While state law determines the limitation period, the date upon which a cause of actions accrues is determined by federal law. Cline v. Brusett, 661 F.2d 108, 110 (9th Cir. 1981). "Under federal law, a claim accrues when the plaintiff knows or has reason to know of the injury which is the basis of the action." TwoRivers v. Lewis, 174 F.3d 987, 991 (9th Cir. 1999). The statute of limitations begins to run, when a plaintiff has "knowledge of the critical facts' of his injury, which are that he has been hurt and who inflicted the injury.'" Bibeau v. Pacific Northwest Research Foundation, Inc., 188 F.3d 1105, 1108 (9th Cir. 1999).

Plaintiff alleges that Defendant Rabie was deliberately indifferent to his serious medical needs when she refused to treat him or contact an ambulance to transport him to the hospital on February 16, 2008. As a result of Defendant Rabie's actions, he experienced renal failure and suffered acute kidney injury. While he suffered these injuries in February 2008, he was never informed by any medical personnel about the extent of his injuries at that time.

According to Plaintiff's initial Complaint and First Amended Complaint, after he was released from prison, he received his medical records on November 30, 2009.[3] It was on that date that he discovered for the first time that he had experienced renal failure and suffered acute kidney injury in February 2008.

Plaintiff may have had reason to know that he suffered an injury in February 2008 during his hospitalization. He was allegedly informed by a physician at the hospital that "if you hadn't gotten here when you did, you wouldn't have made it, you are a miracle." While Plaintiff may have had reason to know that he was seriously injured at that time, he was never informed about the extent of his injuries during his incarceration and did not discover the actual extent of his injuries until he reviewed his medical records on November 30, 2009. Thus, Plaintiff knew the injury he suffered which is the basis of his action on November 30, 2009. As such, the Court finds that liberally construed, his claim accrued on November 30, 2009.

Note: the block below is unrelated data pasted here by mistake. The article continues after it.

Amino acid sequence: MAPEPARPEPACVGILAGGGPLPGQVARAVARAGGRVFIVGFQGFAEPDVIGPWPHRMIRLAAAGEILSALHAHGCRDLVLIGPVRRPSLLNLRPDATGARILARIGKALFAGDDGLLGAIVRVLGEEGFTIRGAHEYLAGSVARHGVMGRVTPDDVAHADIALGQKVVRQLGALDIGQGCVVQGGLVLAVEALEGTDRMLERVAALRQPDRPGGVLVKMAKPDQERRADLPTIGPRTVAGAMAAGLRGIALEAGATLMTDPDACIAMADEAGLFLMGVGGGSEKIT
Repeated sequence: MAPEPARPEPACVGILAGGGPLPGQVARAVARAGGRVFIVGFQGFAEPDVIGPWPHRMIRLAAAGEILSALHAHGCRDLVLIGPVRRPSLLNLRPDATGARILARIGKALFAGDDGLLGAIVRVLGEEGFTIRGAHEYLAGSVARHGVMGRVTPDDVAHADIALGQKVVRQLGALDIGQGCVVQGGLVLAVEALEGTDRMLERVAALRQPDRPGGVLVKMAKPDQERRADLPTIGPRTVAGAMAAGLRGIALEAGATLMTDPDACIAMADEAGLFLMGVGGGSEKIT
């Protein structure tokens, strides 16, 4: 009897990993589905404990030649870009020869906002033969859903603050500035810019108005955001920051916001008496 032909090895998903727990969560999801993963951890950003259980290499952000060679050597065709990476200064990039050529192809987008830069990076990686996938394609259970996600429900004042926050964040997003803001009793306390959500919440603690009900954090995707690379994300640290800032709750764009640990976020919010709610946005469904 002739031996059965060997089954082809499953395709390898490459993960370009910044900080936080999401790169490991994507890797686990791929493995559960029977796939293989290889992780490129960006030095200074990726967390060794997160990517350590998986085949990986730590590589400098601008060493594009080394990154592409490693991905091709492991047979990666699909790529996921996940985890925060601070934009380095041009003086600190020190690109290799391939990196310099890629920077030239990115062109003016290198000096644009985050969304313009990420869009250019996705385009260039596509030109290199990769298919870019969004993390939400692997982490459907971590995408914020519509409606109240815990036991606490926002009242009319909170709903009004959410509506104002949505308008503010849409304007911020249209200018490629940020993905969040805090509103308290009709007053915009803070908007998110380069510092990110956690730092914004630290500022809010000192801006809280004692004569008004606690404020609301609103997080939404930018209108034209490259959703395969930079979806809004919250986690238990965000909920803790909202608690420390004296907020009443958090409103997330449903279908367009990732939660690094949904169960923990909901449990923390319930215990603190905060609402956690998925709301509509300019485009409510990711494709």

Since Plaintiff did not file his initial Complaint until December 2, 2011, more than two years after his claim accrued, it is barred by the statute of limitations.

Objection to Defendant Rabie's Counsel

On July 11, 2013, Plaintiff filed an Objection to the Self Appointment of the Attorney General's Office to Defend Defendant Rabie in this cause, ( sic ). (Doc. 20). Plaintiff argues that the representation of Defendant Rabie by the Arizona Attorney General's Office creates a conflict of interest and prejudices the Plaintiff. While not identified as a motion, the Court will construe Plaintiff's Objection as a motion to disqualify Defendant Rabie's counsel.

Plaintiff's objection lacks merit. Pursuant to A.R.S. §41-192.02, the attorney general may "represent an officer or employee of the state against whom a civil action is brought in his individual capacity." A.R.S. §41-192.02(A). While Plaintiff alleges without any factual support that Defendant Rabie is not a state employee, according to Defendant's counsel, Defendant Rabie is a state employee.